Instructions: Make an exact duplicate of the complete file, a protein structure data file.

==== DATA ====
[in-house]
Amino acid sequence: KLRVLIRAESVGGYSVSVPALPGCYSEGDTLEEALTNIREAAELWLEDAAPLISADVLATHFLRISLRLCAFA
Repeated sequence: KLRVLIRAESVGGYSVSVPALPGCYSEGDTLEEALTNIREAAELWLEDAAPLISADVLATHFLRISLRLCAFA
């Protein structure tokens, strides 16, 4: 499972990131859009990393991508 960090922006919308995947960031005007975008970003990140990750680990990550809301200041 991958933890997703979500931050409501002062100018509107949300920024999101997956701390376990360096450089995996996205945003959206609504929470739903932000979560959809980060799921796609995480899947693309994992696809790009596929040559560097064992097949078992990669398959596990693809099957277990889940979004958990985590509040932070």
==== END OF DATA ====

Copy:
[in-house]
Amino acid sequence: KLRVLIRAESVGGYSVSVPALPGCYSEGDTLEEALTNIREAAELWLEDAAPLISADVLATHFLRISLRLCAFA
Repeated sequence: KLRVLIRAESVGGYSVSVPALPGCYSEGDTLEEALTNIREAAELWLEDAAPLISADVLATHFLRISLRLCAFA
């Protein structure tokens, strides 16, 4: 499972990131859009990393991508 960090922006919308995947960031005007975008970003990140990750680990990550809301200041 991958933890997703979500931050409501002062100018509107949300920024999101997956701390376990360096450089995996996205945003959206609504929470739903932000979560959809980060799921796609995480899947693309994992696809790009596929040559560097064992097949078992990669398959596990693809099957277990889940979004958990985590509040932070």